Seventeen-year-old Chris Murphy of New Jersey feels similarly conflicted. "These shows portray everything people want to have and absolutely nothing they want to become," he says. "It's like, I want to be able to spend $16,000 on something but I don't want to become a crazy fame chaser."
Murphy, who "accidentally" tweeted at Camille Grammer before Grammer quit Twitter—"I read her People magazine interview and, sort of as a joke, tweeted 'I totally feel for you,'" he says—was shocked when the soon-to-be-ex-wife of Kelsey responded. "She wrote back, 'Thanks,'" Murphy says with a laugh. "I showed all my friends at school and they all died."
Interacting with Real Housewives is apparently going around the Murphy house: Chris' younger sister Tori, 15, saw New Jersey's Ashley (Jacqueline Laurita's daughter) at a John Mayer concert. "I was texting all my friends," she says.
While Tori says that she doesn't really want what these women have, she confesses that it's hard not to be impressed by some of it. "When you see these parents, like Teresa, who will get their kids anything, whether it's a scooter or a modeling career, you're somewhat jealous." But she says she also believes the big picture isn't so shiny. "These women are so wrapped up in going to their wine tastings and being in their fights with each other that they're neglecting their kids," she says. "And you just know that these kids wouldn't have so many problems if the moms actually acted more like moms."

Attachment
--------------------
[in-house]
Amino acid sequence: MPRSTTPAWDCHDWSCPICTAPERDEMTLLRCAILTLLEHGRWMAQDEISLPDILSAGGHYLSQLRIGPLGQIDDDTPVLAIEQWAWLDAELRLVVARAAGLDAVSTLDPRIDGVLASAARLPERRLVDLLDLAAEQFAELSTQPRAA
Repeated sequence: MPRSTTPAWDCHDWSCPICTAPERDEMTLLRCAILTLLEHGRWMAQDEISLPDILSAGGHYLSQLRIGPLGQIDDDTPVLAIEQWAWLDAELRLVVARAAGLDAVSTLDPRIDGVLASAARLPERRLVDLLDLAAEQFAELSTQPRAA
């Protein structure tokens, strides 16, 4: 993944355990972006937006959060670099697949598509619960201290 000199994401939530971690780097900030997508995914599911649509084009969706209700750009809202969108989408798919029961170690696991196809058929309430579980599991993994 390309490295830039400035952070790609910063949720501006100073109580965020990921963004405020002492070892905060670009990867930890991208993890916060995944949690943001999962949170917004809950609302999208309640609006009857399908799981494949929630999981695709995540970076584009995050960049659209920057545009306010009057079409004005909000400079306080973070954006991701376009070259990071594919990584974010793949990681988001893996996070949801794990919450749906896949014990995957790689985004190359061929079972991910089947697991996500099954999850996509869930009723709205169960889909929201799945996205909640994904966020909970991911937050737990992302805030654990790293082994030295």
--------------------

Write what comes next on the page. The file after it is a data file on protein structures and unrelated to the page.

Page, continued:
Still, the younger set isn't entirely critical of the botoxed Bravo stars. "I really relate to them at times," says Chris Murphy. "When Bethenny was going through that drama with Jill, I absolutely knew the helplessness she was feeling." And Stacey Oliver applauds the women on the show who have successful careers; she just wishes she could see a little more of it. "I'm not saying I want to see them sitting at desks on long conference calls," she says, "but it's like they go shopping for five minutes, mention one thing about work, then sit in a restaurant for five minutes. I'd like to see more of them working and providing for themselves." When I point out that office life just may not be entertaining enough, she, like a good Housewife, has a solid argument to back her suggestion up. "There are shows that are just about office life," she says. "I think we could get a little more.”
Anna David is the author of the novels Party Girl and Bought and has written for The New York Times, Playboy, Details, Cosmo, and Redbook, among other publications. She appears on CBS, NBC, and Fox News regularly. Her most recent book, Reality Matters, is an anthology of essays that she edited about reality shows.